Furthermore, the decision to move to an internally developed DV randomization computer program changed the contractors’ scopes of work, and the CST director did not notify AQM of these tasking changes. This lapse provides further support for the OIG May 2011 inspection report recommendation that CA and AQM conduct independent audits of CST contracts.

CST failed to follow the Department’s 5 FAM 610 requirements for project development, integration, modification, and maintenance of information technology systems, products, and services. These requirements apply to all Department personnel and to contractors involved in Department systems and program planning. Additionally, the U.S. Government Accountability Office in its internal controls standards identifies Application Software Development and Change Control as one of the internal management controls to mitigate risk for fraud, waste, abuse, and mismanagement. One of the requirements is that all new or revised software be thoroughly tested and approved. By not adhering to the SDLC process and Department guidance, CST failed to meet established quality standards and business objectives and added unnecessary and costly steps to the program development and testing stages.

The report provides three brief recommendations but as if unable to help itself, the report points out to one final issue about CST management:

A final issue is that CST managers demonstrated a lack of understanding of visa issuance procedures and failed to consult appropriately with all stakeholders. For example, CST managers believed it was necessary to centralize all DV petition data because they erroneously thought the legacy stand-alone system allowed unqualified applicants to be issued visas without proper security checks. In actual practice, no visas are issued using the selection database. Consular officers adjudicate all DV applicants in the same system and with the same clearance processes as all other immigrant visas issued overseas.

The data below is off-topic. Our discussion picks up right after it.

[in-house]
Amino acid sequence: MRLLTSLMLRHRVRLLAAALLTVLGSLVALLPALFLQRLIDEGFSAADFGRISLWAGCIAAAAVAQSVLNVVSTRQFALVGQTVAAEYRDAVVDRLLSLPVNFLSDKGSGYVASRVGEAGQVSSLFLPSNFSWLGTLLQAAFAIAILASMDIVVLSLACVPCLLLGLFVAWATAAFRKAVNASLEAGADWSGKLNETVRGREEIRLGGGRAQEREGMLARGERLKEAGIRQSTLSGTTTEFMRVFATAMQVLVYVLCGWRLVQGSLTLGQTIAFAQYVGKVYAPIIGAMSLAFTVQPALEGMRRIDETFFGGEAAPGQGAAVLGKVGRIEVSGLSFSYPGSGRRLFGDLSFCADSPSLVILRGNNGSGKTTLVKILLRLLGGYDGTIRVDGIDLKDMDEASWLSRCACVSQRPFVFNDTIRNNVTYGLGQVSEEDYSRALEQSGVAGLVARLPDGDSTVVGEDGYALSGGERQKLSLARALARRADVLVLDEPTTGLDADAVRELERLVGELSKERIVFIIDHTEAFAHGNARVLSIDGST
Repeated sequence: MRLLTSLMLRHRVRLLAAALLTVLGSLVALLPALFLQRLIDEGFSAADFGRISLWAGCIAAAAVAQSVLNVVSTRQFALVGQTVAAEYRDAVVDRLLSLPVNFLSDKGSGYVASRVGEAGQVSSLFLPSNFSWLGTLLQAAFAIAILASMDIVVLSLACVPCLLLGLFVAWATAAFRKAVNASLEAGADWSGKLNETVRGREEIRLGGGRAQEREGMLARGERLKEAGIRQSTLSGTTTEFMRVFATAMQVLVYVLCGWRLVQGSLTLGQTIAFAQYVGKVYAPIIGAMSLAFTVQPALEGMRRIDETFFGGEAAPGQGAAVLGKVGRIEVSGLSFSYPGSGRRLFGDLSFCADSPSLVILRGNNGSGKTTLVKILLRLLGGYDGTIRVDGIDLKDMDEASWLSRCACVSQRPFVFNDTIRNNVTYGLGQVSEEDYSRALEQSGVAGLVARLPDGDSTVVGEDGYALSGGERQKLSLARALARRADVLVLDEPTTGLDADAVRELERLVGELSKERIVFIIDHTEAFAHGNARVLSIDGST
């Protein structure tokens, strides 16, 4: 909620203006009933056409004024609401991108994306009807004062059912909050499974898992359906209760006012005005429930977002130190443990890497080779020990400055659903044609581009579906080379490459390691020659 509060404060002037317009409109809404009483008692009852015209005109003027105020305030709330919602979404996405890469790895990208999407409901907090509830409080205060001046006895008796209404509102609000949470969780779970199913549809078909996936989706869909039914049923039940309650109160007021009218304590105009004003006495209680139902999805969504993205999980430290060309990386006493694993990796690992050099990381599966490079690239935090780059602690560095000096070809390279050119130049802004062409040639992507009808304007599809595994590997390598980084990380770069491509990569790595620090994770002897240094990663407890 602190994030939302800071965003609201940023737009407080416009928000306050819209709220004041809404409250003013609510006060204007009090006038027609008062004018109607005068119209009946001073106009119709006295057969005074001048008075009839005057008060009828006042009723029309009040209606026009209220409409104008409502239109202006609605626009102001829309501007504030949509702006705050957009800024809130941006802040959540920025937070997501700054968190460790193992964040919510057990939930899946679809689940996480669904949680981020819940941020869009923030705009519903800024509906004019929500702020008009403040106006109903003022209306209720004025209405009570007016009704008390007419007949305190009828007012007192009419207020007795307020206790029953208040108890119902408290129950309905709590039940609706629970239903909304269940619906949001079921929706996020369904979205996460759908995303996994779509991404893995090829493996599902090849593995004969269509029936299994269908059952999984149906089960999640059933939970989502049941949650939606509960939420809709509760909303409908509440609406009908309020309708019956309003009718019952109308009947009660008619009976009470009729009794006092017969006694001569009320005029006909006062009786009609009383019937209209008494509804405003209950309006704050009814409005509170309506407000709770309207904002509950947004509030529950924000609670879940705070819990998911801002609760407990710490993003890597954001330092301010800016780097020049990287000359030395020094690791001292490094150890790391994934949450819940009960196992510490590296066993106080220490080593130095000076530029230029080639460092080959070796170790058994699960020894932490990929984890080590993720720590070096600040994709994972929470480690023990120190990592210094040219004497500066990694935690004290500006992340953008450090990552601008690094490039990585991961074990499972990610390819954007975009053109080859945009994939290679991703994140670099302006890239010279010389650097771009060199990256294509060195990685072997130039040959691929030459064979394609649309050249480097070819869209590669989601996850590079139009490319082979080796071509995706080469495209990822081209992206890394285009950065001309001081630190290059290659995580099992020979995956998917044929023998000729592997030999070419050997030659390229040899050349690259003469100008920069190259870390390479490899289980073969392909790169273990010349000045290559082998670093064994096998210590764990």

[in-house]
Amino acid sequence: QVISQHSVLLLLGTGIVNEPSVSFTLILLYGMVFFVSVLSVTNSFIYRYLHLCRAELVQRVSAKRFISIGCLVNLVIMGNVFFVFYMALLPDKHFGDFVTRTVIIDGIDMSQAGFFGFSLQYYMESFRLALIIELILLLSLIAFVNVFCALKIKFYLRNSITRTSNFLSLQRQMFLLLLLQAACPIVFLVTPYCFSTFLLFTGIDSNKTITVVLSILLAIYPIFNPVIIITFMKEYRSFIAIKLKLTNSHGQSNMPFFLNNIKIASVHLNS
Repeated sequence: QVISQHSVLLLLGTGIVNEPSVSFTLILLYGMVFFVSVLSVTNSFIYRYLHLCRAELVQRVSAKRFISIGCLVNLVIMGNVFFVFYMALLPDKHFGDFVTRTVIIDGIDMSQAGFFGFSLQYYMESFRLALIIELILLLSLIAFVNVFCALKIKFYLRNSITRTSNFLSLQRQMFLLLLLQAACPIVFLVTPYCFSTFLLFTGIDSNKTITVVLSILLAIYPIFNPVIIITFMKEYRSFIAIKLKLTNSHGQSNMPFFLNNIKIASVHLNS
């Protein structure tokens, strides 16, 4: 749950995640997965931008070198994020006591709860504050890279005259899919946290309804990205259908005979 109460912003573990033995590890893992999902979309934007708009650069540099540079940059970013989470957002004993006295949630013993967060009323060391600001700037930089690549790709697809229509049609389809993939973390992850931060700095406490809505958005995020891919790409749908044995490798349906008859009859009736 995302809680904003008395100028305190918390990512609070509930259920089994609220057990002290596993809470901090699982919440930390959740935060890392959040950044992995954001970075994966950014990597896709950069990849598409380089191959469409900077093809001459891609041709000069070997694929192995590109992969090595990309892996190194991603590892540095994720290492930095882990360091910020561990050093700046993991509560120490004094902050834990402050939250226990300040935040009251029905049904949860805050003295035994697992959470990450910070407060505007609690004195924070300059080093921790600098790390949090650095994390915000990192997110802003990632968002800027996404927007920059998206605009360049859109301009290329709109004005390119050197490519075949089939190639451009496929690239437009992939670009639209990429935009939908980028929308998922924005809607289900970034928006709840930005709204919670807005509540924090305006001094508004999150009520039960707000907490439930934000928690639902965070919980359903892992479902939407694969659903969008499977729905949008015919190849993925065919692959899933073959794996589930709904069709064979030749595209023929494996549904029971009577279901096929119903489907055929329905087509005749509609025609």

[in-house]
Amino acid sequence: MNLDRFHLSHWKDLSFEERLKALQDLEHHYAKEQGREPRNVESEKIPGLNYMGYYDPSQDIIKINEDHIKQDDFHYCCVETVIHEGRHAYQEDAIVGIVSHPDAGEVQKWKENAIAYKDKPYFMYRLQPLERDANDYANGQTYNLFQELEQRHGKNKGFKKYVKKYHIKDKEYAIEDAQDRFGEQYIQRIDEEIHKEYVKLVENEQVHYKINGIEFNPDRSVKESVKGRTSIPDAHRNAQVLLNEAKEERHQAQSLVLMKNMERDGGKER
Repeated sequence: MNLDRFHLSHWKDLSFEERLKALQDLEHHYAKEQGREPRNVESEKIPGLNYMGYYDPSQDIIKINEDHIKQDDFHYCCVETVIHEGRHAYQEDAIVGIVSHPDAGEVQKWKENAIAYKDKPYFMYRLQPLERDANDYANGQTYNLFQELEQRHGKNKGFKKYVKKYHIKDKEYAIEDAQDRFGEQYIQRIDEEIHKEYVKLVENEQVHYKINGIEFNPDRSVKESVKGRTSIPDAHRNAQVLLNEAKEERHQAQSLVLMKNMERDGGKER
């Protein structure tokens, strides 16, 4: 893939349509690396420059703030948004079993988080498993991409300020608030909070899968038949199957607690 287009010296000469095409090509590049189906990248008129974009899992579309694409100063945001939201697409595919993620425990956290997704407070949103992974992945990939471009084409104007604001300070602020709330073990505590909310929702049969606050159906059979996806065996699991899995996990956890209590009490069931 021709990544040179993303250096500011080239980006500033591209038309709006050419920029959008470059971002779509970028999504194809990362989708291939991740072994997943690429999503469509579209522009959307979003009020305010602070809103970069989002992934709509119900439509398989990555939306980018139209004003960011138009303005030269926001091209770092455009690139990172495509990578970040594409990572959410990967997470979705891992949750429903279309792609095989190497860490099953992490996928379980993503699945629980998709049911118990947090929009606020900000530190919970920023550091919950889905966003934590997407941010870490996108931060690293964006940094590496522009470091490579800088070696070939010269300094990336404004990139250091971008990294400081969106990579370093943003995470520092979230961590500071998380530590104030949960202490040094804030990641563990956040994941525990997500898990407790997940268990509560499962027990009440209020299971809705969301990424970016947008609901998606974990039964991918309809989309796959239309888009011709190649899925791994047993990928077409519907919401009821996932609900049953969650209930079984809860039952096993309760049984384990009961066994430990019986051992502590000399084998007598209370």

Principals in the Visa Office were not aware that changes had been made to the computer program until after it failed and the results had to be voided. CST management further stated that it is not clear to them which office is responsible for administering the DV program.
The OIG review of the DV 2012 program emphasizes the need for CST to implement the recommendations made in the May 2011 report. At the time of the current review, CST management had neither provided OIG with an after-action report nor conducted a lessons learned analysis to share with CST staff or other stakeholders. CST was also unable to provide the OIG team with a plan for future implementation of the DV program. These documents are vital to the effective oversight and management of the DV program and will help avoid this and similar incidents, as well as their potentially costly consequences, in the future.

If CA’s Office of Consular Systems and Technology (CST) seems familiar, that’s because we have posted about it here, here and most recently, here.  Hard to imagine that there won’t be any fall out on this over there in terms of top management shuffle. 

Here’s the rather shocking part.  CST apparently is not sure who is responsible for administering the Diversity Visa program. Dammit, all my gray hairs jumped as if pulled by electric sheeps! All these years, CST wasn’t sure and it never bothered to find out? Holy molly guacamole!

Which of the following belong together?  a) Diversity Visa, b) Visa Office, c) Overseas Citizens Services. 

Bingo! I can do this with my eyes close – see? 

Related item:
Review of the FY 2012 Diversity Visa Program Selection Process, ISP-I-12-01

Related posts:

Tuesday, June 14, 2011 | Inadequate Oversight of State Dept’s Consolidated Consular Database– Is This WikiLeaks Waiting to Happen, Again?

Monday, July 18, 2011 | US Court Dismisses Lawsuit Against State Dept for Voided Green Card Lottery

Wednesday, October 12, 2011 | State Dept CA CIO Kirit Amin Rants on FSOs, Cronyism, Nepotism, “Doormats”… Two Days Later, Apologizes